Prevention and treatment

Managing the nutritional concerns of maintenance dialysis patients includes a comprehensive combination of preventive maneuvers to diminish protein and energy depletion (Table 1). Standard therapies for maintenance dialysis patients with muscle wasting include provision of adequate dialysis, treatment of metabolic acidosis, adjustments of dietary factors, and treatment of infections.

Nutritional supplementation. The susceptibility of maintenance dialysis patients to PEW resulting from decreased protein and energy intake can be ameliorated by increasing nutrient intake through dietary supplements, especially during hemodialysis. Nutritional supplementation should be delivered by the oral route if at all possible; otherwise, parenteral nutritional supplements can be administered.

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In a meta-analysis that included 18 studies (five randomized controlled trials [RCTs], 13 non-RCTs), Stratton et al concluded that enteral nutritional support can increase total energy and protein intake and raise serum albumin concentrations by an average of 0.23 g/dL with no adverse effects on electrolyte status (serum phosphate and potassium) (Am J Kidney Dis. 2005;46:387-405).

Results from the French Intradialytic Nutrition Evaluation study (FINEs) have provided further insights into effects from long-term use of nutritional supplementations in chronic hemodialysis patients with muscle wasting (J Am Soc Nephrol. 2007;18:2583-2591).This RCT involving 186 subjects showed that oral and combined oral–parenteral methods of supplement delivery have similar effects with regard to mortality and improvement of nutritional markers in chronic hemodialysis patients with muscle wasting, as long as equal and adequate amounts of protein and calories are provided.

Exercise. Numerous exercise regimens, including aerobic exercise, resistance exercise, or a combination of both, have been suggested as nutritional interventions in maintenance dialysis patients (J Am Soc Nephrol. 2007;18:1845-1854).

The rationale for such intervention is that exercise can induce significant physiological, functional, and psychological benefits without serious adverse events, as has been shown in healthy adults, elderly patients, and those who are frail and/or have chronic disease (J Gerontol A Biol Sci Med Sci. 2002;57:M262-M282, Am J Kidney Dis. 2005;45:912-916, and Am J Nephrol. 2005;25:352-364).

Overall, the available studies indicate that the presumed beneficial effects of resistance exercise, such as improvements in muscle quality and quantity, strength, and physical functioning, are not consistently observed in maintenance dialysis patients. Further research is necessary to understand both the observed lack of obvious benefits and the strategies that could lead to improved exercise regimens.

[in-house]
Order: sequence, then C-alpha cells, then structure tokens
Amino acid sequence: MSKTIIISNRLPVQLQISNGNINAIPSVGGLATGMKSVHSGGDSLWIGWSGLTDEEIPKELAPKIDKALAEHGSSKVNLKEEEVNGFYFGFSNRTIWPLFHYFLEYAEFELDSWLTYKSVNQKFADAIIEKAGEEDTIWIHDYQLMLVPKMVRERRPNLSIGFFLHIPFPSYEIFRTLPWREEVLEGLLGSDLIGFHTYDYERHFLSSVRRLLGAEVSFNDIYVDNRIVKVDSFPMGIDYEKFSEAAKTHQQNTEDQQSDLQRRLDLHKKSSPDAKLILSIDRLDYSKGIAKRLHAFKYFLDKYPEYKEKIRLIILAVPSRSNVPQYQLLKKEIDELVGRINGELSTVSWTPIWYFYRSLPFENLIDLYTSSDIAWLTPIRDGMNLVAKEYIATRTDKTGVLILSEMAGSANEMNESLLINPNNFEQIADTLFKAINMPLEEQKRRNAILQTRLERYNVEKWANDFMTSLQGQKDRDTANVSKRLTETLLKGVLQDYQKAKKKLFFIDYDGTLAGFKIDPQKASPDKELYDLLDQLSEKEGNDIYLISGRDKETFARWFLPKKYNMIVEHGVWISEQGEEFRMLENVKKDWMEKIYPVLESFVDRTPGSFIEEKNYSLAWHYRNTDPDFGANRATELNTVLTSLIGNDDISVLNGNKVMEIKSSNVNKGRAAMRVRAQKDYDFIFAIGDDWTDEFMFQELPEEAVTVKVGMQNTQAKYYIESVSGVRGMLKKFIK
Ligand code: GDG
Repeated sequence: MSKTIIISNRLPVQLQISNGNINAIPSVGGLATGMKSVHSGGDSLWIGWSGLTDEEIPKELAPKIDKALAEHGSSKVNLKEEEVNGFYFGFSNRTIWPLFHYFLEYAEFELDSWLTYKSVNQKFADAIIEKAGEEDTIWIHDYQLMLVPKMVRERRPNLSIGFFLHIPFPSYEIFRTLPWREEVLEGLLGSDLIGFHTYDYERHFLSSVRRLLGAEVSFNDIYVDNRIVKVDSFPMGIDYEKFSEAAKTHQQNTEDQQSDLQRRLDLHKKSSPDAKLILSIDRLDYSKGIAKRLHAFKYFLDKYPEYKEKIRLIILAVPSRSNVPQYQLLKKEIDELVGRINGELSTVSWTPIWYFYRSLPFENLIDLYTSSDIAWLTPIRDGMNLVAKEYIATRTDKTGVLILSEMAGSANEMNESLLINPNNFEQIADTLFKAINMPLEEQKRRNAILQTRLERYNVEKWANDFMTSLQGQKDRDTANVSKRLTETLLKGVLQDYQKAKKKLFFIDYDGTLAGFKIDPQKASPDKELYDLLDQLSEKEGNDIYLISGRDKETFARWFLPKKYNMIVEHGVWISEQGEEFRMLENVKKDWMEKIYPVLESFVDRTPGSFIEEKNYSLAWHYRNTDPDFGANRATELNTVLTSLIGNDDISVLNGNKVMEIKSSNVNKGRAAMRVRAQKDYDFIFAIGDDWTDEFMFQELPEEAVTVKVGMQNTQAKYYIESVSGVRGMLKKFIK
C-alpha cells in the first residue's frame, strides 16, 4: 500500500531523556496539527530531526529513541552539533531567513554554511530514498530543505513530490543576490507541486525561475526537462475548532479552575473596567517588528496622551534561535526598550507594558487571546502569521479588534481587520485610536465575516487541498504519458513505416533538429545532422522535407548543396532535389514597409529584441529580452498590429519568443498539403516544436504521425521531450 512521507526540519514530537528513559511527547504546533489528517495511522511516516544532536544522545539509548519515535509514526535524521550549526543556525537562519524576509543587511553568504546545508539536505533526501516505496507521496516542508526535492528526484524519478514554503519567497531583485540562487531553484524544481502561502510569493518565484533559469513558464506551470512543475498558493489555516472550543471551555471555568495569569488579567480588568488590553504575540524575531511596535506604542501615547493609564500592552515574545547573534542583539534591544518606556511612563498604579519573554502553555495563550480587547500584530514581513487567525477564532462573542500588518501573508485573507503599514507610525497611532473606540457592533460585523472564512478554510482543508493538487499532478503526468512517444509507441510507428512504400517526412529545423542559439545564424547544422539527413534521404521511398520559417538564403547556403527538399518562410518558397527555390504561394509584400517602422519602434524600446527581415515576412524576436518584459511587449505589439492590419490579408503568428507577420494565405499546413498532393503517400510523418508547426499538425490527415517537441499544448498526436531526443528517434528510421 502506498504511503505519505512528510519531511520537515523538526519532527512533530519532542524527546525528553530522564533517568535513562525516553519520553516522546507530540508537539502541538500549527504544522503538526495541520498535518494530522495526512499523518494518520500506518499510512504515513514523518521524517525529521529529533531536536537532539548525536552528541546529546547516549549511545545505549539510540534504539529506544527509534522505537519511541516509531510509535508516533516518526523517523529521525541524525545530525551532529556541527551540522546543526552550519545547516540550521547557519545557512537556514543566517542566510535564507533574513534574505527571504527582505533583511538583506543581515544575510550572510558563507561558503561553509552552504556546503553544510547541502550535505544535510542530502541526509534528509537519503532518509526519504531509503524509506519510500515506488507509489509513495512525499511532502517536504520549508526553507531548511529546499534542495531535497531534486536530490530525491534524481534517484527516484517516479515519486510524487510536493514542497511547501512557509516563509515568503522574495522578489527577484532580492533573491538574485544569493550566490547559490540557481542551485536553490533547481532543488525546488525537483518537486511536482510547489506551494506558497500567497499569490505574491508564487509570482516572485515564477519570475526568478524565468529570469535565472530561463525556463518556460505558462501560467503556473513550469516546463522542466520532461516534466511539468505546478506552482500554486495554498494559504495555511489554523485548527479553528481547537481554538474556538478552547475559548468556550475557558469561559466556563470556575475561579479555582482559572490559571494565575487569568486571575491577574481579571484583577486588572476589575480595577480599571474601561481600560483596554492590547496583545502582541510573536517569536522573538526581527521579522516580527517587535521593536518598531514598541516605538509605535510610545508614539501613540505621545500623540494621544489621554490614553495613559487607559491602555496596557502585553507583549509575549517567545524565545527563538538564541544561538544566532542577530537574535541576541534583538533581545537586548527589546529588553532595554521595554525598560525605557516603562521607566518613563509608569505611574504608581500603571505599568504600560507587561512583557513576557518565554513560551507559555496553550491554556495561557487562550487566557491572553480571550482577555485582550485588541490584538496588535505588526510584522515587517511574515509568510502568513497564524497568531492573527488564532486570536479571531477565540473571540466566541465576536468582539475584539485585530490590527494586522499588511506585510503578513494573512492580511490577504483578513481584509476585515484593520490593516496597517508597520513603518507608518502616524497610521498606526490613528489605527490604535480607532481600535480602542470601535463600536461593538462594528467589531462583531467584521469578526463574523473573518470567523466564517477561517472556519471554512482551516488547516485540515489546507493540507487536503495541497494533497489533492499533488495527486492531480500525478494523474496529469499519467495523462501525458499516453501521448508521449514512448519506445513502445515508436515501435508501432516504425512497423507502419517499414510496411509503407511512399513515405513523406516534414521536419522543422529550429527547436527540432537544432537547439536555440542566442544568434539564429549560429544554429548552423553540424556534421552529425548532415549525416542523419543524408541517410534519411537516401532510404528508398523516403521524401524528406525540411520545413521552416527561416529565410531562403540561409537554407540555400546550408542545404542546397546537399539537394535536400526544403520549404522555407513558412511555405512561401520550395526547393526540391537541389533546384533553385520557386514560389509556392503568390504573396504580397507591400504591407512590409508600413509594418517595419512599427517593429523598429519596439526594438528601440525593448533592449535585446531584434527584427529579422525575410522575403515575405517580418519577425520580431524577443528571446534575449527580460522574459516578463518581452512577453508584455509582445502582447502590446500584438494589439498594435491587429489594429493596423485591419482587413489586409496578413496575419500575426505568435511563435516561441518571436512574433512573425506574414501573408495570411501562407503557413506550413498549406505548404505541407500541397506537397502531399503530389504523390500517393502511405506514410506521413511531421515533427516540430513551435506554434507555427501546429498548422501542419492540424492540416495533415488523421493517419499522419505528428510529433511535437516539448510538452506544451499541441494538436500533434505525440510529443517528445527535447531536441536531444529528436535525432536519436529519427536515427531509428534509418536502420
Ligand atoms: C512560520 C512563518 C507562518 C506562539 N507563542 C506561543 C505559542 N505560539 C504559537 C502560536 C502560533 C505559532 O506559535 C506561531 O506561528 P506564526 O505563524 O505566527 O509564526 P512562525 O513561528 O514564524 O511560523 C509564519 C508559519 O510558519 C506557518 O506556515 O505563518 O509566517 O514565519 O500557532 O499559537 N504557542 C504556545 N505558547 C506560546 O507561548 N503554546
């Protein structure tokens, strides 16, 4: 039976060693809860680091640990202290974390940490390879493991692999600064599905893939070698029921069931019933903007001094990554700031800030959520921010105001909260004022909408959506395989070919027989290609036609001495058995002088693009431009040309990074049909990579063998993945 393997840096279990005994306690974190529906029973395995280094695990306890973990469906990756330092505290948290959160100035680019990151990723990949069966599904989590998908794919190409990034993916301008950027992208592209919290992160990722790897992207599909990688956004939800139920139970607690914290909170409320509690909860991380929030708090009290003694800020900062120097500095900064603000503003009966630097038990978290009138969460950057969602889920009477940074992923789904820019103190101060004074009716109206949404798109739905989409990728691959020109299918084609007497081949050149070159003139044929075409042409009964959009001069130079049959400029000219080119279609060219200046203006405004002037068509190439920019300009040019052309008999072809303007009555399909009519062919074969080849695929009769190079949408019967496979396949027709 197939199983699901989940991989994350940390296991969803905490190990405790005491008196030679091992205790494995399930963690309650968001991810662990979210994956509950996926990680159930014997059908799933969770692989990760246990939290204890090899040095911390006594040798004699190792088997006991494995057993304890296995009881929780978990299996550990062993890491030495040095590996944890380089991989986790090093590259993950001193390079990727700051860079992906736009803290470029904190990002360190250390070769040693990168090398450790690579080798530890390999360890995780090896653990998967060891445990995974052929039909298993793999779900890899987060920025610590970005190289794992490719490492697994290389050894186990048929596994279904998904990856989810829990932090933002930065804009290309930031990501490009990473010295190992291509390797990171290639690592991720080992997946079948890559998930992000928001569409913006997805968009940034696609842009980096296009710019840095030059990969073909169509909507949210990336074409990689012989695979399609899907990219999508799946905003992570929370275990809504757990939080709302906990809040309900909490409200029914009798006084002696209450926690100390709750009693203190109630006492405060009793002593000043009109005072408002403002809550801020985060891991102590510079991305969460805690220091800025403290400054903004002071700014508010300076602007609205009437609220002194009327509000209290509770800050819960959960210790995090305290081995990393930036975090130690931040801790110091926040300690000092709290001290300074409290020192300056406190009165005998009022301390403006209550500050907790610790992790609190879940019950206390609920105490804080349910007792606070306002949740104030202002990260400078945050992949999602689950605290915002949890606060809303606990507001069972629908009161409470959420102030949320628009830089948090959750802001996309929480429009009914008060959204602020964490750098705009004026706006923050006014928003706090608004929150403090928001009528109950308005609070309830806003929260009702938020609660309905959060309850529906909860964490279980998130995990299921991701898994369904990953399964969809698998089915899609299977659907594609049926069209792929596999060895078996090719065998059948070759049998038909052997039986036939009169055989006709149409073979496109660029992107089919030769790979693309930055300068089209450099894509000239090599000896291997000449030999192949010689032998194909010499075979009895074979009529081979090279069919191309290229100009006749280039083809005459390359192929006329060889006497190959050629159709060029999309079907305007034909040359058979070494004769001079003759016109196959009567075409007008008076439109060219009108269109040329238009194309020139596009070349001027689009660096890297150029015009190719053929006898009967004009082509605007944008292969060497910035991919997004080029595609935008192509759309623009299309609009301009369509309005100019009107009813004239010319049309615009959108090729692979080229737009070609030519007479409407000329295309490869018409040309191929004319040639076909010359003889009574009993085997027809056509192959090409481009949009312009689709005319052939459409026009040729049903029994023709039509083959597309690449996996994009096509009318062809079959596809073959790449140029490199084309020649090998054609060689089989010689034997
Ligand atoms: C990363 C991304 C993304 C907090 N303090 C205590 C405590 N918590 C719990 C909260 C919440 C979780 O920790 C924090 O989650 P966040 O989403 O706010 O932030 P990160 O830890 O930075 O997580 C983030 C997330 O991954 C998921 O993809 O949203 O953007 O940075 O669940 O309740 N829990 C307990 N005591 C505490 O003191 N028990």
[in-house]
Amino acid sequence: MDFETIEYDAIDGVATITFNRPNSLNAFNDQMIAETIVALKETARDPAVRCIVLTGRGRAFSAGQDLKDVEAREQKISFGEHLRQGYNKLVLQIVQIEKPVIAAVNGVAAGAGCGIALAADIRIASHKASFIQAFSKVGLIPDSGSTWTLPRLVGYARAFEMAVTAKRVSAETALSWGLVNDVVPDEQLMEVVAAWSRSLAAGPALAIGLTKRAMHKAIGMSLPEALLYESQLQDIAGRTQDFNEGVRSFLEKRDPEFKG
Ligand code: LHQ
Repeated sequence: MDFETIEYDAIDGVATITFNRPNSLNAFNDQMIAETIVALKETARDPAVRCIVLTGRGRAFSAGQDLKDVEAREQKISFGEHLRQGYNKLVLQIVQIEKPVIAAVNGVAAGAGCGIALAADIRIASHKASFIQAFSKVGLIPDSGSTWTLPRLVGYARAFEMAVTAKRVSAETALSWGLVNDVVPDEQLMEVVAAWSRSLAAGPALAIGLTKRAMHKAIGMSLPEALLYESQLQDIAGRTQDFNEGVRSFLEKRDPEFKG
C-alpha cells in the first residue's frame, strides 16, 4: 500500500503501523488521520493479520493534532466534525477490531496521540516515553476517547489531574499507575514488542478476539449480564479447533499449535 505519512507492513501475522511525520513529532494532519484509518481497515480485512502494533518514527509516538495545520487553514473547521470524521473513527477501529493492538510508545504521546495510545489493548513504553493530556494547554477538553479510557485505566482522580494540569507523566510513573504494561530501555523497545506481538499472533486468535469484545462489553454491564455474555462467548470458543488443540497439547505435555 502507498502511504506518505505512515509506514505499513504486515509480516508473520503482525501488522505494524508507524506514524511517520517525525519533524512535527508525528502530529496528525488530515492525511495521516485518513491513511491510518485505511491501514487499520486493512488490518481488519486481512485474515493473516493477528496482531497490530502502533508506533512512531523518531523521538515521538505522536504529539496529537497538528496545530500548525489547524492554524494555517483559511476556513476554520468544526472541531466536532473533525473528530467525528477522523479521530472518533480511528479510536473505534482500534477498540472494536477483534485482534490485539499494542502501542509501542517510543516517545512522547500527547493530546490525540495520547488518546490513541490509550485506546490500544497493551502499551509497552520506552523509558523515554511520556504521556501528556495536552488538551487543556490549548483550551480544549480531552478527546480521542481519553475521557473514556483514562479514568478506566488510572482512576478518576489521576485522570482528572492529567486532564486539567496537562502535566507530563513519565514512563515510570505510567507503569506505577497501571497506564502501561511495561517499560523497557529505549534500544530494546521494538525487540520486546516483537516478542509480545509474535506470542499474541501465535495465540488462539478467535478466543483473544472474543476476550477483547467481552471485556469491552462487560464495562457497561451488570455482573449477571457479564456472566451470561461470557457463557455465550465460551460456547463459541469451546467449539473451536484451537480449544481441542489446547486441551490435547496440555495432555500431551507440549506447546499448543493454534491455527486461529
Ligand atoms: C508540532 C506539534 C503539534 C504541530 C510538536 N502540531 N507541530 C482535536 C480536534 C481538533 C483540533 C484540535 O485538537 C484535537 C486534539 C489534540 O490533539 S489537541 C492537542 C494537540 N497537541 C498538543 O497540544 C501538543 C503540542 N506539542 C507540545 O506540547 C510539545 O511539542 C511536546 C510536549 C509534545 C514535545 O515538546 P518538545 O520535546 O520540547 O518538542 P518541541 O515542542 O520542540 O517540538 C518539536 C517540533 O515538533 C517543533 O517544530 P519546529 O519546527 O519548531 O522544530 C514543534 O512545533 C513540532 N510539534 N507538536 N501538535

Anabolic agents. Besides the well-documented benefits of growth hormone in children with CKD, short-term administration to dialysis patients results in anabolic responses. Most if not all long-term studies indicate a significant increase in lean body mass in maintenance hemodialysis patients treated with growth hormone.

Significant improvements in body composition and physical function have been reported in hemodialysis patients who are given nandrolone decanoate (J Am Soc Nephrol. 2006;17:2307-2314). In addition, increases in cross-sectional area of the quadriceps muscle (by MRI measurements) and in lean body mass (by dual-energy x-ray absorptiometry) were also noted. Curiously, combining resistance exercise with nandrolone decanoate did not improve the beneficial effects of the drug.

Appetite stimulants. Examples of pharmacologic agents that may stimulate appetite include megestrol acetate, dronabinol, cyproheptadine, melatonin, thalidomide, and ghrelin. While most of these agents have not been studied systematically in maintenance dialysis patients with muscle wasting, they have been used in other catabolic illnesses.

Megestrol acetate has been associated with such side effects as hypogonadism, impotence, and increased risk of thromboembolism. In maintenance hemodialysis patients, megestrol acetate can stimulate appetite and induce small increases in serum albumin, but large-scale prospective studies are needed to assess whether any of the previously mentioned agents provides adjunctive nutritional therapy for maintenance dialysis patients.


The available evidence suggests that the imbalance between protein synthesis and degradation in patients undergoing dialysis can be compensated for by various anabolic strategies. Nutritional supplementation, administered orally or parenterally, is effective in the treatment of PEW.

Resistance or endurance exercise, while effective in the short term, seems to lack consistent evidence in improving lean body mass over the long term. Various anabolic agents are shown to increase visceral protein concentrations as well as muscle mass and strength simultaneously.

Additional larger-scale RCTs of anabolic interventions, used individually or in combination, should be performed to assess their efficacy on quality of life, morbidity, and mortality of maintenance dialysis patients.

Additional information on this topic will be presented at the National Kidney Foundation (NKF) 2010 Spring Clinical Meetings in Orlando, Fla. For additional information, go to or contact the NKF at 800.622.9010 or via e-mail at [email protected].

Dr. Ikizler is Catherine McLaughlin Hakim Professor of Medicine and Medical Director of the Outpatient Dialysis Unit at Vanderbilt University in Nashville.